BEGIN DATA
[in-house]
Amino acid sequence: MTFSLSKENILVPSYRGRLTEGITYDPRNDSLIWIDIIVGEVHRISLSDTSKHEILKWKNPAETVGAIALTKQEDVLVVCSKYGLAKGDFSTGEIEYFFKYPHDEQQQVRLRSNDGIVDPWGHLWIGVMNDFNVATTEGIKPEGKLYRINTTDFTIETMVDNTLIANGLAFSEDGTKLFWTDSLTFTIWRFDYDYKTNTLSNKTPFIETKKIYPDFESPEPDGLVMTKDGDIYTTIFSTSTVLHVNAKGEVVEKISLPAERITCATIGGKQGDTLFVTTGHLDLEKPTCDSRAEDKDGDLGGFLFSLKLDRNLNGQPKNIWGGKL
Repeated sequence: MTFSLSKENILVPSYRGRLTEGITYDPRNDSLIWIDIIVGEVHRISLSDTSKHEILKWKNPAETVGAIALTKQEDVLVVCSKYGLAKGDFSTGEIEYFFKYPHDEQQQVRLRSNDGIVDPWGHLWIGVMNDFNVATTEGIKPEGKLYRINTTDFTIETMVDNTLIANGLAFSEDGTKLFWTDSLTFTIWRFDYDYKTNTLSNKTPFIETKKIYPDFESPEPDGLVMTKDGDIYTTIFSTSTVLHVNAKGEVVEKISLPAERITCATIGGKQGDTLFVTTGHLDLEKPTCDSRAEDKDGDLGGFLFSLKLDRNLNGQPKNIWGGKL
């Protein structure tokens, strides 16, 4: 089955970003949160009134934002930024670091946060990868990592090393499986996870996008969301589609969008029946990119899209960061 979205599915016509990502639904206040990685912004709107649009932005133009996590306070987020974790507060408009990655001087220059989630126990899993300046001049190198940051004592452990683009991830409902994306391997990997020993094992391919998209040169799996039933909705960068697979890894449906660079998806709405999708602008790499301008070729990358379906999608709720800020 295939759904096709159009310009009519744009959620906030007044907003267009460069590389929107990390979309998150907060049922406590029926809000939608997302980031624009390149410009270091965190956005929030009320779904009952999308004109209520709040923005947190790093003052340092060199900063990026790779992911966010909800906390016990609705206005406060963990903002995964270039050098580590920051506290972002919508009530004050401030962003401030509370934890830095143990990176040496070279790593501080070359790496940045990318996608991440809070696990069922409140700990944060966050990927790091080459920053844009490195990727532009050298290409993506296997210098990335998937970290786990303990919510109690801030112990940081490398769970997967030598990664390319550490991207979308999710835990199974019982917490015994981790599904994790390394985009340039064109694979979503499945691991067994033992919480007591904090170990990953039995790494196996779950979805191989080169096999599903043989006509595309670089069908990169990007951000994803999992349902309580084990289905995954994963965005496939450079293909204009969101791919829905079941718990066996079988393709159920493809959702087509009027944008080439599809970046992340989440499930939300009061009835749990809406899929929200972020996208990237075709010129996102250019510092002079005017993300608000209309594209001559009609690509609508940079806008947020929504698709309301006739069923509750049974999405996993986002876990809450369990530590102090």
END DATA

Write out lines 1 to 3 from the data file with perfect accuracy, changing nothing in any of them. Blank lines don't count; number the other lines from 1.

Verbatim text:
[in-house]
Amino acid sequence: MTFSLSKENILVPSYRGRLTEGITYDPRNDSLIWIDIIVGEVHRISLSDTSKHEILKWKNPAETVGAIALTKQEDVLVVCSKYGLAKGDFSTGEIEYFFKYPHDEQQQVRLRSNDGIVDPWGHLWIGVMNDFNVATTEGIKPEGKLYRINTTDFTIETMVDNTLIANGLAFSEDGTKLFWTDSLTFTIWRFDYDYKTNTLSNKTPFIETKKIYPDFESPEPDGLVMTKDGDIYTTIFSTSTVLHVNAKGEVVEKISLPAERITCATIGGKQGDTLFVTTGHLDLEKPTCDSRAEDKDGDLGGFLFSLKLDRNLNGQPKNIWGGKL
Repeated sequence: MTFSLSKENILVPSYRGRLTEGITYDPRNDSLIWIDIIVGEVHRISLSDTSKHEILKWKNPAETVGAIALTKQEDVLVVCSKYGLAKGDFSTGEIEYFFKYPHDEQQQVRLRSNDGIVDPWGHLWIGVMNDFNVATTEGIKPEGKLYRINTTDFTIETMVDNTLIANGLAFSEDGTKLFWTDSLTFTIWRFDYDYKTNTLSNKTPFIETKKIYPDFESPEPDGLVMTKDGDIYTTIFSTSTVLHVNAKGEVVEKISLPAERITCATIGGKQGDTLFVTTGHLDLEKPTCDSRAEDKDGDLGGFLFSLKLDRNLNGQPKNIWGGKL